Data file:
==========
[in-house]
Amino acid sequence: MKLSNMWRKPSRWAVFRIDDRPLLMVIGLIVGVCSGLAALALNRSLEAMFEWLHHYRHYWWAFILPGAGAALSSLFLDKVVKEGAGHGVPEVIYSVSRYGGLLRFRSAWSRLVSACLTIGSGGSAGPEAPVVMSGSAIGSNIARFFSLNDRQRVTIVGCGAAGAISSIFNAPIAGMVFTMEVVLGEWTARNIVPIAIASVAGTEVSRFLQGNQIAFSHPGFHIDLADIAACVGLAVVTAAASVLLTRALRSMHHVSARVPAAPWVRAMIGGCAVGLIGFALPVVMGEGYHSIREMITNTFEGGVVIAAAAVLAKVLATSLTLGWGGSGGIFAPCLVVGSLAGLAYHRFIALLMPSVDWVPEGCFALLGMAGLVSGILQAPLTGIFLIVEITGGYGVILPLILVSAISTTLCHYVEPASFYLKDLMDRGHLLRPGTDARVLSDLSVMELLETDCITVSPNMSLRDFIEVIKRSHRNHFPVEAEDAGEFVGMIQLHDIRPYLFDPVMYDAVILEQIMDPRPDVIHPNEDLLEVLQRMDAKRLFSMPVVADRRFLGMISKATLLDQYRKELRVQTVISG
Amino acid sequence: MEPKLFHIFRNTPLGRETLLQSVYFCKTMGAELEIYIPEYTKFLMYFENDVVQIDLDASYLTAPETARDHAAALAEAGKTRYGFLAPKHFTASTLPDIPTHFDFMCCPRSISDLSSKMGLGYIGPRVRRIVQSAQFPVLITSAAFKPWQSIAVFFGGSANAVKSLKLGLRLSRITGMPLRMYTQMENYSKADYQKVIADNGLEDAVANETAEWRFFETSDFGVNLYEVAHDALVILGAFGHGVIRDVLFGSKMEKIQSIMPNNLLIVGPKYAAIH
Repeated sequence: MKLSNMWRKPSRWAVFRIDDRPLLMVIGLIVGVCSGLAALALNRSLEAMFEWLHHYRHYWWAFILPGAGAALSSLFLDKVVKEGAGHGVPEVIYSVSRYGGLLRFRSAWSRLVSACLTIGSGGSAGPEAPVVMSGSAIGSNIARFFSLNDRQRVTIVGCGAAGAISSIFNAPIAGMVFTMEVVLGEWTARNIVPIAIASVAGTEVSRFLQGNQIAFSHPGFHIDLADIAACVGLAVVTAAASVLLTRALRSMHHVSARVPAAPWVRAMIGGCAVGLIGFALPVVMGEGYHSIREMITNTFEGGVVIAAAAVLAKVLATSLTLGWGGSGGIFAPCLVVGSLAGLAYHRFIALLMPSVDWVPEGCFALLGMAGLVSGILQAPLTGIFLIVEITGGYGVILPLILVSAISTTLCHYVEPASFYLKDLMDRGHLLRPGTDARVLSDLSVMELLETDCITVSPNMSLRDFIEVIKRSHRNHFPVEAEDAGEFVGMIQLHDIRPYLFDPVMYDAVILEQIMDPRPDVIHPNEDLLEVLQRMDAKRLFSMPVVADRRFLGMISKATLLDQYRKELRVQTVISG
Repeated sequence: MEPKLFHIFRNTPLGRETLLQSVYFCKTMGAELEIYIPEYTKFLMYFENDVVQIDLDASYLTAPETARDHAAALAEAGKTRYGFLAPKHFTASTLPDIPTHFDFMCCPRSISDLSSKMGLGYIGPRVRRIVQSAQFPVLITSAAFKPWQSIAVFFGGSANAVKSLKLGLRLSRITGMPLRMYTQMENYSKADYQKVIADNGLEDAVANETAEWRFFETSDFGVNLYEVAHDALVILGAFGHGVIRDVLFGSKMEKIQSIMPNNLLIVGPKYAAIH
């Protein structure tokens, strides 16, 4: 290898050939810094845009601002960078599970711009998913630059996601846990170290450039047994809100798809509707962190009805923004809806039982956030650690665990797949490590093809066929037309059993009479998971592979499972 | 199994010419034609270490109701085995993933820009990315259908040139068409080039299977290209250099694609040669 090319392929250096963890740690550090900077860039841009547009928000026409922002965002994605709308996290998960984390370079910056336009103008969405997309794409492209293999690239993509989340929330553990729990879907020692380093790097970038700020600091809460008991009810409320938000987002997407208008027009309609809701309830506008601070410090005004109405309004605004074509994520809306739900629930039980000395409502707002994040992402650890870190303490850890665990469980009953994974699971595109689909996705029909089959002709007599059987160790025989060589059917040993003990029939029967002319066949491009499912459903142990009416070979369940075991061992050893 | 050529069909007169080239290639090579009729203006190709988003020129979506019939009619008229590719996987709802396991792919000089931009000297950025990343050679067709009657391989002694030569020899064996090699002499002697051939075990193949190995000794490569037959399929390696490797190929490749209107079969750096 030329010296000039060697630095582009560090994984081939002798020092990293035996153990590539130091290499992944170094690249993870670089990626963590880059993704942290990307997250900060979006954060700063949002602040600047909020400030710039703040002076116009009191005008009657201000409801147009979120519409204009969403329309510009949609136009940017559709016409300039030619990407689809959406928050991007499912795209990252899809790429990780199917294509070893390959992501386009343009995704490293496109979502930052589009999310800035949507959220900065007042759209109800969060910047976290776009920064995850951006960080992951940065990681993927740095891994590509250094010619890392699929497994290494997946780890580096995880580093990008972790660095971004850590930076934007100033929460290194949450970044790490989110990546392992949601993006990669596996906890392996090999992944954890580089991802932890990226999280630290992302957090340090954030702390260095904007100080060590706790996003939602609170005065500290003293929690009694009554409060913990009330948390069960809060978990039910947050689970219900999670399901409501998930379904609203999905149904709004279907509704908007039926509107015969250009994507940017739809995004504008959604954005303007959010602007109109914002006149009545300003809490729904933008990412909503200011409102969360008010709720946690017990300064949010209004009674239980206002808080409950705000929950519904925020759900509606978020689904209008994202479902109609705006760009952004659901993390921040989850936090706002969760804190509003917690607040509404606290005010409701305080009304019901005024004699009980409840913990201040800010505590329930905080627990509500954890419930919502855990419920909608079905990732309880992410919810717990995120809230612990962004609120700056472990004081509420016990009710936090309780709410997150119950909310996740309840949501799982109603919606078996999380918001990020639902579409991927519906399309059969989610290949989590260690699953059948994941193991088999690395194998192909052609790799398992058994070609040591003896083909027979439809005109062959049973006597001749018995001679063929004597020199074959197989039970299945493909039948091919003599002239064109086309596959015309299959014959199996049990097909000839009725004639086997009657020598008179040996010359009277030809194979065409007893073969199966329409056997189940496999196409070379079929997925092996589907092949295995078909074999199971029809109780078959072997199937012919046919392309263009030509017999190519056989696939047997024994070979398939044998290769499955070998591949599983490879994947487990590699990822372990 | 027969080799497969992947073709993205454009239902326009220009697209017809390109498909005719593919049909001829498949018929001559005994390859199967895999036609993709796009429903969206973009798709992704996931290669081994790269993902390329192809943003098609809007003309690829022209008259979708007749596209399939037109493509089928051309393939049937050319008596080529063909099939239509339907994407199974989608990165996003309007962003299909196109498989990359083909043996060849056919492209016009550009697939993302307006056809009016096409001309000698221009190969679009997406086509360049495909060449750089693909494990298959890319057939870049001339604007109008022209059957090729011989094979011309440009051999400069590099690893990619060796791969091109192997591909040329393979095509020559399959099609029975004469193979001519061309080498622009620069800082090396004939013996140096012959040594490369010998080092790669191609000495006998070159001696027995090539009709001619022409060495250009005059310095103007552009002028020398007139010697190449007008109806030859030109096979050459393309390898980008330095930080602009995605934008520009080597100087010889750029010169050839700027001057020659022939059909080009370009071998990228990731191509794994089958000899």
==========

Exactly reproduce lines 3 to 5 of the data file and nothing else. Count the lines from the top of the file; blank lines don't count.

Amino acid sequence: MEPKLFHIFRNTPLGRETLLQSVYFCKTMGAELEIYIPEYTKFLMYFENDVVQIDLDASYLTAPETARDHAAALAEAGKTRYGFLAPKHFTASTLPDIPTHFDFMCCPRSISDLSSKMGLGYIGPRVRRIVQSAQFPVLITSAAFKPWQSIAVFFGGSANAVKSLKLGLRLSRITGMPLRMYTQMENYSKADYQKVIADNGLEDAVANETAEWRFFETSDFGVNLYEVAHDALVILGAFGHGVIRDVLFGSKMEKIQSIMPNNLLIVGPKYAAIH
Repeated sequence: MKLSNMWRKPSRWAVFRIDDRPLLMVIGLIVGVCSGLAALALNRSLEAMFEWLHHYRHYWWAFILPGAGAALSSLFLDKVVKEGAGHGVPEVIYSVSRYGGLLRFRSAWSRLVSACLTIGSGGSAGPEAPVVMSGSAIGSNIARFFSLNDRQRVTIVGCGAAGAISSIFNAPIAGMVFTMEVVLGEWTARNIVPIAIASVAGTEVSRFLQGNQIAFSHPGFHIDLADIAACVGLAVVTAAASVLLTRALRSMHHVSARVPAAPWVRAMIGGCAVGLIGFALPVVMGEGYHSIREMITNTFEGGVVIAAAAVLAKVLATSLTLGWGGSGGIFAPCLVVGSLAGLAYHRFIALLMPSVDWVPEGCFALLGMAGLVSGILQAPLTGIFLIVEITGGYGVILPLILVSAISTTLCHYVEPASFYLKDLMDRGHLLRPGTDARVLSDLSVMELLETDCITVSPNMSLRDFIEVIKRSHRNHFPVEAEDAGEFVGMIQLHDIRPYLFDPVMYDAVILEQIMDPRPDVIHPNEDLLEVLQRMDAKRLFSMPVVADRRFLGMISKATLLDQYRKELRVQTVISG
Repeated sequence: MEPKLFHIFRNTPLGRETLLQSVYFCKTMGAELEIYIPEYTKFLMYFENDVVQIDLDASYLTAPETARDHAAALAEAGKTRYGFLAPKHFTASTLPDIPTHFDFMCCPRSISDLSSKMGLGYIGPRVRRIVQSAQFPVLITSAAFKPWQSIAVFFGGSANAVKSLKLGLRLSRITGMPLRMYTQMENYSKADYQKVIADNGLEDAVANETAEWRFFETSDFGVNLYEVAHDALVILGAFGHGVIRDVLFGSKMEKIQSIMPNNLLIVGPKYAAIH